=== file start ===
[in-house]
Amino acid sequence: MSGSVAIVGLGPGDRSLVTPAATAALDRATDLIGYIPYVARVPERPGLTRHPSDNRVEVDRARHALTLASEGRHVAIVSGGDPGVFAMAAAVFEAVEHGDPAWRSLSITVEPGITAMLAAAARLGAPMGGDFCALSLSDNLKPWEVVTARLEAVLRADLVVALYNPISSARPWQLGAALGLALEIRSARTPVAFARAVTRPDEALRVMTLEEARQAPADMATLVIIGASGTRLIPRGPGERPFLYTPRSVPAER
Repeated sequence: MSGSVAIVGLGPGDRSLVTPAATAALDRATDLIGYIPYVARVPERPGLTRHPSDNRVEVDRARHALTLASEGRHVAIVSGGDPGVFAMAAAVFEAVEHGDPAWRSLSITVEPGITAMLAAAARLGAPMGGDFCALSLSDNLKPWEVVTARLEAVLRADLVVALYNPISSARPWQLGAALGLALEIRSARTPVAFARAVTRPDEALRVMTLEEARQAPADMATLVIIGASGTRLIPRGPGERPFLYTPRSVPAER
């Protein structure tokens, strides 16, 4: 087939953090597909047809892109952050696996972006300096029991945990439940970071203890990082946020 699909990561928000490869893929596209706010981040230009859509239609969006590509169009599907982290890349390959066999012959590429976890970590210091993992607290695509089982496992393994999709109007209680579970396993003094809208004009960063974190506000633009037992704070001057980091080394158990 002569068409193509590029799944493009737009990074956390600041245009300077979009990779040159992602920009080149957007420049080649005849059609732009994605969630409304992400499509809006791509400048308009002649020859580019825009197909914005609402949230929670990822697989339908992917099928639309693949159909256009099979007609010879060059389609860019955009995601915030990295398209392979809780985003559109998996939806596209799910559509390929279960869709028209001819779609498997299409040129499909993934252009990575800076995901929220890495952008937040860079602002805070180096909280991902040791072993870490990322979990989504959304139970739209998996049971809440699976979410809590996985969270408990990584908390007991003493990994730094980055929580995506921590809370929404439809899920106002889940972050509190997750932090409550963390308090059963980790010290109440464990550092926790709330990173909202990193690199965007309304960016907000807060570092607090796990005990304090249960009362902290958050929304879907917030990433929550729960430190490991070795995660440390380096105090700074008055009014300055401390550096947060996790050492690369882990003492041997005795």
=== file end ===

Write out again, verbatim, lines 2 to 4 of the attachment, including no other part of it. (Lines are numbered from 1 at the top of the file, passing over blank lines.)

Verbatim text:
Amino acid sequence: MSGSVAIVGLGPGDRSLVTPAATAALDRATDLIGYIPYVARVPERPGLTRHPSDNRVEVDRARHALTLASEGRHVAIVSGGDPGVFAMAAAVFEAVEHGDPAWRSLSITVEPGITAMLAAAARLGAPMGGDFCALSLSDNLKPWEVVTARLEAVLRADLVVALYNPISSARPWQLGAALGLALEIRSARTPVAFARAVTRPDEALRVMTLEEARQAPADMATLVIIGASGTRLIPRGPGERPFLYTPRSVPAER
Repeated sequence: MSGSVAIVGLGPGDRSLVTPAATAALDRATDLIGYIPYVARVPERPGLTRHPSDNRVEVDRARHALTLASEGRHVAIVSGGDPGVFAMAAAVFEAVEHGDPAWRSLSITVEPGITAMLAAAARLGAPMGGDFCALSLSDNLKPWEVVTARLEAVLRADLVVALYNPISSARPWQLGAALGLALEIRSARTPVAFARAVTRPDEALRVMTLEEARQAPADMATLVIIGASGTRLIPRGPGERPFLYTPRSVPAER
């Protein structure tokens, strides 16, 4: 087939953090597909047809892109952050696996972006300096029991945990439940970071203890990082946020 699909990561928000490869893929596209706010981040230009859509239609969006590509169009599907982290890349390959066999012959590429976890970590210091993992607290695509089982496992393994999709109007209680579970396993003094809208004009960063974190506000633009037992704070001057980091080394158990 002569068409193509590029799944493009737009990074956390600041245009300077979009990779040159992602920009080149957007420049080649005849059609732009994605969630409304992400499509809006791509400048308009002649020859580019825009197909914005609402949230929670990822697989339908992917099928639309693949159909256009099979007609010879060059389609860019955009995601915030990295398209392979809780985003559109998996939806596209799910559509390929279960869709028209001819779609498997299409040129499909993934252009990575800076995901929220890495952008937040860079602002805070180096909280991902040791072993870490990322979990989504959304139970739209998996049971809440699976979410809590996985969270408990990584908390007991003493990994730094980055929580995506921590809370929404439809899920106002889940972050509190997750932090409550963390308090059963980790010290109440464990550092926790709330990173909202990193690199965007309304960016907000807060570092607090796990005990304090249960009362902290958050929304879907917030990433929550729960430190490991070795995660440390380096105090700074008055009014300055401390550096947060996790050492690369882990003492041997005795």